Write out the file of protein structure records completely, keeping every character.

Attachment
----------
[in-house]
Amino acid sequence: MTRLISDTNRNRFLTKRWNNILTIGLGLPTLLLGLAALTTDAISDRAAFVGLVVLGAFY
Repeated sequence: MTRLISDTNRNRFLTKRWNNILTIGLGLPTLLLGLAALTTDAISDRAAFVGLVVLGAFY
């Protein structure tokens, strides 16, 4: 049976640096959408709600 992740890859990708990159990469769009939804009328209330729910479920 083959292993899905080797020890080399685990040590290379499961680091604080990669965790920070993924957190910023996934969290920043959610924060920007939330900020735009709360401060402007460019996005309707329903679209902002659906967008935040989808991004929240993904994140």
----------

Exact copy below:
[in-house]
Amino acid sequence: MTRLISDTNRNRFLTKRWNNILTIGLGLPTLLLGLAALTTDAISDRAAFVGLVVLGAFY
Repeated sequence: MTRLISDTNRNRFLTKRWNNILTIGLGLPTLLLGLAALTTDAISDRAAFVGLVVLGAFY
């Protein structure tokens, strides 16, 4: 049976640096959408709600 992740890859990708990159990469769009939804009328209330729910479920 083959292993899905080797020890080399685990040590290379499961680091604080990669965790920070993924957190910023996934969290920043959610924060920007939330900020735009709360401060402007460019996005309707329903679209902002659906967008935040989808991004929240993904994140």